Bagpipe Paintings: Album Reviews

Falsobordone: Fikon, fiddlor och finlir

Were I to not have even listened to it, I would say that Falsobordone's 2003 release Fikon, fiddlor och finlir (Figs, Fiddles and Fine Play) was the best-produced early music album I have ever seen. The quality of the design and the concept behind the album is fresh and exciting, especially for a package containing music which was conceived of over 700 years ago. But I did listen to the CD and found that the music contained within had the same care of production, same intense planning (as far as the overall project goes) and was equally fresh and exciting. So what is the concept behind Figs, Fiddles and Fine Play? Well, if you haven't guessed from the title, it's an album dedicated to the tradition of the medieval dinner party as depicted in illuminated manuscripts and church paintings for many hundreds of years. This album is all about food and music, two of my favorite pass-times.

Erik Ask-Upmark and Anna Rynefors are the driving force behind Falsobordone, accompanied by a group of 5 highly accomplished guest musicians. Upmark and Rynefors both play the bagpipes among their many other instruments of the medieval period. The piping on this album, while splitting the bill with the other instruments, is extremely accomplished and is worth the price of admission alone. When combined with the Hurdy Gurdy playing of Anders Adin and Goran Hallmarken, their effortless and rhythmic trompettes, they bridge the gap between the Breton French music of today with the centuries old melodies of Spain, Italy and France, the main difference between the two being the polyrhythmic melodies of the selections from the Cantigas de Santa Maria collected by King Alfonso in the 13th c.

In a non-piping related side note, track 4 stands out to me as interesting to pipers in a different way. The main instrument is a portative organ. I'll admit, I've not heard one before, it's not an instrument that gets a lot of attention but is often seen in medieval religious images, usually held by an angel and the sound that Upmark gets from his organetto is just that... from the angels. It is a very soft track, accompanied only by a tamborello but its sound is ethereal and pensive and a surprising highlight on this album.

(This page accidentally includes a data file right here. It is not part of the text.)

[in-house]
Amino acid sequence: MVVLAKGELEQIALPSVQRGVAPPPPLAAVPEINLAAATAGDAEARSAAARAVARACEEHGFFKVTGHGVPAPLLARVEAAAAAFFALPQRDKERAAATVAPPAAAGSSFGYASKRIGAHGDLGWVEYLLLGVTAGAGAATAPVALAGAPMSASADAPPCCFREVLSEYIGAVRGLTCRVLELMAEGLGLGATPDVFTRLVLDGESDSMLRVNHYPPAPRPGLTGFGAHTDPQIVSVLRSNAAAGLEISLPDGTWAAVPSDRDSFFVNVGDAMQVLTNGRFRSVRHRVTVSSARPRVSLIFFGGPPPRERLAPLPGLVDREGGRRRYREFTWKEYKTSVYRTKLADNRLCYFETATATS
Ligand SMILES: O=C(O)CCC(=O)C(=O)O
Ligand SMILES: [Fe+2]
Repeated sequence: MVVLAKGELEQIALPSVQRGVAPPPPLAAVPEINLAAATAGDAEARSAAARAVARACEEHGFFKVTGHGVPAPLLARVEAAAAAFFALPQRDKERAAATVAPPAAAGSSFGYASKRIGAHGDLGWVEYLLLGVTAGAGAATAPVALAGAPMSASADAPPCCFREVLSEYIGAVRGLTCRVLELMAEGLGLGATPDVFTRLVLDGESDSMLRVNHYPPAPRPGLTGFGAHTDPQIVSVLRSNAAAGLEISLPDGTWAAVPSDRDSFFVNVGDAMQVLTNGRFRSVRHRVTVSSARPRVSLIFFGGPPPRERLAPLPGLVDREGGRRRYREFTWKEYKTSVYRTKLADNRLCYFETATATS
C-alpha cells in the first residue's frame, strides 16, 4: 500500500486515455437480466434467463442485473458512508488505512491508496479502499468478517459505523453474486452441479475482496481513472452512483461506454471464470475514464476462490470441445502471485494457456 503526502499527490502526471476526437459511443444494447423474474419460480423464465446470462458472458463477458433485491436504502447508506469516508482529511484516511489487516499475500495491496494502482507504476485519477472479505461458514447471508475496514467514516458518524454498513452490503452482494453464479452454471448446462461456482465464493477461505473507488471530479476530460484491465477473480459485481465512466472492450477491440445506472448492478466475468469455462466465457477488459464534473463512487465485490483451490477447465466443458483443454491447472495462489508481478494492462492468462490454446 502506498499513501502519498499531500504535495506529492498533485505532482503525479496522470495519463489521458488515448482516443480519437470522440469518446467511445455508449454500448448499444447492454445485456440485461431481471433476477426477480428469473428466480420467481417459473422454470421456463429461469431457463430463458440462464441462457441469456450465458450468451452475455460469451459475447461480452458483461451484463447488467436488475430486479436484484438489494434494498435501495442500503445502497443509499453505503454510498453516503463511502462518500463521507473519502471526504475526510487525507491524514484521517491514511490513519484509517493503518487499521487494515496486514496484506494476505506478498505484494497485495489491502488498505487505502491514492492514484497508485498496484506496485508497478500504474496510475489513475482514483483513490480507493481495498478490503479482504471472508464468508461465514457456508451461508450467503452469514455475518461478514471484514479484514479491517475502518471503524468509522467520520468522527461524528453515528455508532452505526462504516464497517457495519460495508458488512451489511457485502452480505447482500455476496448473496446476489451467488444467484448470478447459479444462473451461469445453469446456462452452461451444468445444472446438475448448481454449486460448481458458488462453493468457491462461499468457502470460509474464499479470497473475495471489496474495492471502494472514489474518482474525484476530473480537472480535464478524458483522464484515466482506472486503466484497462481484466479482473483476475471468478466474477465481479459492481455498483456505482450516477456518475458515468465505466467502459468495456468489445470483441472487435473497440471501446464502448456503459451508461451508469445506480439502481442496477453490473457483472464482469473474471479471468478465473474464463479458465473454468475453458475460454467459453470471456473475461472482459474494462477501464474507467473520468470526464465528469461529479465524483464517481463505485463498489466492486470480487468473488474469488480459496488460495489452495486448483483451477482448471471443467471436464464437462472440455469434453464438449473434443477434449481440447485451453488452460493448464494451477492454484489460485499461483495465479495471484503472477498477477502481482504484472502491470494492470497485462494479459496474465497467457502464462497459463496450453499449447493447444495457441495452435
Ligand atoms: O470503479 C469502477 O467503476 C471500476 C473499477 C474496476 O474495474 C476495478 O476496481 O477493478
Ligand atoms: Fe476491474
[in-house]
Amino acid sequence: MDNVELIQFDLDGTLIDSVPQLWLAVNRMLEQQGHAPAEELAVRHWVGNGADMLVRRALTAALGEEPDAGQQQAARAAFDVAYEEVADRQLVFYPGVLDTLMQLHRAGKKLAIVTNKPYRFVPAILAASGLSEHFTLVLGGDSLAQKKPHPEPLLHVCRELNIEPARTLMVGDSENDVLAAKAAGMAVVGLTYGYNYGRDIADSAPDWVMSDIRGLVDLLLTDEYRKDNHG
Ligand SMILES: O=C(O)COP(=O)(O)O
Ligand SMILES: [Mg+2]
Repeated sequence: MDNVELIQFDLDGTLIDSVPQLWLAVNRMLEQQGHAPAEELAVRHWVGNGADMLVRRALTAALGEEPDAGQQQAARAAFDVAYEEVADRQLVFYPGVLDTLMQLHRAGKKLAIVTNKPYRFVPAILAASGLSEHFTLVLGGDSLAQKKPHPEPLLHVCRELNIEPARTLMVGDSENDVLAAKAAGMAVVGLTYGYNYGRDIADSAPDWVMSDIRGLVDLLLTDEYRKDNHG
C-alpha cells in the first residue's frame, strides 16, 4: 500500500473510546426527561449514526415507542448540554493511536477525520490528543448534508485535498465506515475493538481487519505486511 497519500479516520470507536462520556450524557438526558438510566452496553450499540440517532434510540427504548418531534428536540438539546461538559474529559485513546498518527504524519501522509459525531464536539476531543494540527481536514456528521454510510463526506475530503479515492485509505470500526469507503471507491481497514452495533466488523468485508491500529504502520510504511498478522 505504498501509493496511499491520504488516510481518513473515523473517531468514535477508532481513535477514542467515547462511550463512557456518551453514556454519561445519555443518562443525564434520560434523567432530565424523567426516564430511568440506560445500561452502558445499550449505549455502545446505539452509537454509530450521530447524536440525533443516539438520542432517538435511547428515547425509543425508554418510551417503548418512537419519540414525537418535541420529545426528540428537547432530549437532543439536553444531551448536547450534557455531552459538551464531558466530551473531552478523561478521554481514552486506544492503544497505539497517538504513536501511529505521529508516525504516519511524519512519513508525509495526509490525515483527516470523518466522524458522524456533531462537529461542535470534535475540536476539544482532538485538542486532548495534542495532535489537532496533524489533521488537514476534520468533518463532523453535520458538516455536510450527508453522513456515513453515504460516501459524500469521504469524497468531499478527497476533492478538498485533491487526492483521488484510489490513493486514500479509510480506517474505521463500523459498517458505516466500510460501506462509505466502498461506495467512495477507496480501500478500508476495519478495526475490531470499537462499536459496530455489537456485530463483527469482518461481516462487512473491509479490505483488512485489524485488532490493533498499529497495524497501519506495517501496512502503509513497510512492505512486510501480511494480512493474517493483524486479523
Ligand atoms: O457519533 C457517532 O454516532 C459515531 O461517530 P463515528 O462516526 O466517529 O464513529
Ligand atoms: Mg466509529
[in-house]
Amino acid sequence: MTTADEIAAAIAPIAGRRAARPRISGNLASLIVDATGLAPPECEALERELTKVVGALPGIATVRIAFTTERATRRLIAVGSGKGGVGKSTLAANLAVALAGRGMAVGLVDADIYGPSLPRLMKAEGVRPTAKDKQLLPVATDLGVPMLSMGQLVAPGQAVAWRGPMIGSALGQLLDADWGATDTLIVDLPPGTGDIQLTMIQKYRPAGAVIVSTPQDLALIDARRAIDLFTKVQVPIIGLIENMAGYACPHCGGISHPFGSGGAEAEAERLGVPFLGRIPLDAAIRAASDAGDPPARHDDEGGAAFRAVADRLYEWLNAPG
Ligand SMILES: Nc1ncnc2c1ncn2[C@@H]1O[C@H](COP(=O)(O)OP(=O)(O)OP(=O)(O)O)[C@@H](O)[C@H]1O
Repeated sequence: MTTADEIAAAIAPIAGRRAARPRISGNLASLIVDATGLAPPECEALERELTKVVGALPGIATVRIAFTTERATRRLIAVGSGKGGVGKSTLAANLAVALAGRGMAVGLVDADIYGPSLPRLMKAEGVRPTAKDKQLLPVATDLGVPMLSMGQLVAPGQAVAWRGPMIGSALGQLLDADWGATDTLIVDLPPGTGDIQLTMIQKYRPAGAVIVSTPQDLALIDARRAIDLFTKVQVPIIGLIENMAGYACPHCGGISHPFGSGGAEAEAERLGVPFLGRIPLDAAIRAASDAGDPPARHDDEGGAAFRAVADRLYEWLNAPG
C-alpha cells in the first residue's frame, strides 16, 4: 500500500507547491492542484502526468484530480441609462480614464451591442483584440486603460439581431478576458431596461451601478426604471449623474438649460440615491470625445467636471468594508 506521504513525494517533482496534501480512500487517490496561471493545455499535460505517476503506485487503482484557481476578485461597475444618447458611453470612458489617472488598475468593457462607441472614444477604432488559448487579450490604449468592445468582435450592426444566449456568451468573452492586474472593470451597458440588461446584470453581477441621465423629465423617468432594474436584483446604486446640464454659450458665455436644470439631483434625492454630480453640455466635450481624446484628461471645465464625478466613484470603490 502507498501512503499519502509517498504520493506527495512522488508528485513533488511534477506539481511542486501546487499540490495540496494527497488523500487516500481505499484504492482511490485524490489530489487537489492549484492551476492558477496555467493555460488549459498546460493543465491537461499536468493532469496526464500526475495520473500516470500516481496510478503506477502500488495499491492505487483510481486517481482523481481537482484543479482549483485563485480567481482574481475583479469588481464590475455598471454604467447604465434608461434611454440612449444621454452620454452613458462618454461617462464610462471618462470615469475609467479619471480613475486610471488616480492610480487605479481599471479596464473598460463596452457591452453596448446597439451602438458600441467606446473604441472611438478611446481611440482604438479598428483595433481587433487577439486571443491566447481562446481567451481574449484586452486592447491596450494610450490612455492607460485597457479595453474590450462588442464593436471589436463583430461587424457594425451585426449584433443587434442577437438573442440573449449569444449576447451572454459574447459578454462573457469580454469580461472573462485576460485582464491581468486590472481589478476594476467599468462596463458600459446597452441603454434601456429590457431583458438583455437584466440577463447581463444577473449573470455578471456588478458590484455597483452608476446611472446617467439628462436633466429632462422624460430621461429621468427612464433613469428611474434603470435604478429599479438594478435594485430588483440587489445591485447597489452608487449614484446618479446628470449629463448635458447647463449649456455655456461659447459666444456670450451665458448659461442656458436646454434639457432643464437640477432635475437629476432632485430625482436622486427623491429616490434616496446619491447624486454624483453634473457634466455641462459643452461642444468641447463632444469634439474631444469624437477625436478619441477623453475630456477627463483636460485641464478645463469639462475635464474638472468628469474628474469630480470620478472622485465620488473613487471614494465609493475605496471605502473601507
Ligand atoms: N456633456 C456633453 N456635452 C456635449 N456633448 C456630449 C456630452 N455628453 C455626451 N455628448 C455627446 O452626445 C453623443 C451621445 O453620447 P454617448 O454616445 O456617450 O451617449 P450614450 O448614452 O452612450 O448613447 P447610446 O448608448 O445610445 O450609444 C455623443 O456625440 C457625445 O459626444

On track 7 the pipes are used in a way similar to the way Seven Nations used to use them back when Seven Nations was a Celtic influenced band. The pipes play a rousing introduction to a song by Guillame de Machaut (I must also admit I thought I'd never hear Machaut on bagpipes) and later playing the same part on the bridges. The end of this track is unadulterated piping though, very ornamented and beautifully played.

This brings me to track number 10, by far my favorite track and some of the best piping I've heard on any solo album. The tune is Questa Fanciulla Amor and was composed by Francesco Landini in the 14th c. The tune is included with this review thanks to Erik Ask-Upmark, we hope Mr. Landini doesn't mind. This track capitalizes on the extended range that most bagpipes in G enjoy but many are afraid to implement. The tune trots along at a regular pace and subliminally you can hear the melody alluding to the higher register, you hear it going there, you hear the pipes go there, and just when the pipes have reached their peak and the listener is sure that the only place to go is down, the pipes rise once again with no sacrifice in tuning or tone and the effect is amazing. The only other person I've heard be able to pull that off is Jon Swayne. I hope that your luck with the tune is equally as good.

The last three tracks on the album all feature the bagpipes playing selections from the Cantigas de Santa Maria (nos 106, 155 and 331). After a nicely played "Prijon Forte" in a very rubato style, Upmark begins "Tan Beeyta" using a stop drone technique, which is very effective and again does not sacrifice tone or intonation. It's a technique, which I've heard once before although in a very different way. Some Scottish smallpipers will stop up one or two drones before they play using only one drone through the first half of a set and then, quick as anything, let up all pressure and restart the entire set adding in the new drone. Upmark instead uses this technique to split up the phrases and add emphasis to the melody being played. My only complaint about this one is that the tune is too short! I wanted to hear more of it. Falsobordone must have known that people would feel this way however because the last track of the tune, "En a Que Deus" brings it back in accompanied by the fine Hurdy Gurdy playing of Goran Hallmarken.

The album comes with a small booklet which, among containing credits and English translations of this Swedish production, contains a small booklet which has 5 recipes within, suggested dishes to serve while listening to this album. It's an instant dinner party. The reconstructed recipes are the work of Memento, an archeological duo who teams up with Falsobordone each year arranging medieval banquets. The recipes for French figs cooked in wine and imperial fritters go amazingly well with the music of Guillaume de Machaut and selections from the Cantigas de Santa Maria.

My impression of some early music recordings is that the treatment of the music is as dusty as the manuscripts they were obtained from. In Falsobordone's case, this is the exact opposite. This is a well-made album both in its design, concept, recording and playing. This is not another album of French, English or Scottish dance music, it's medieval music at its best, it is the precursor to all and this is an album you want in your collection. It's also a great resource for tunes and offers an alternative to that which is becoming commonplace.

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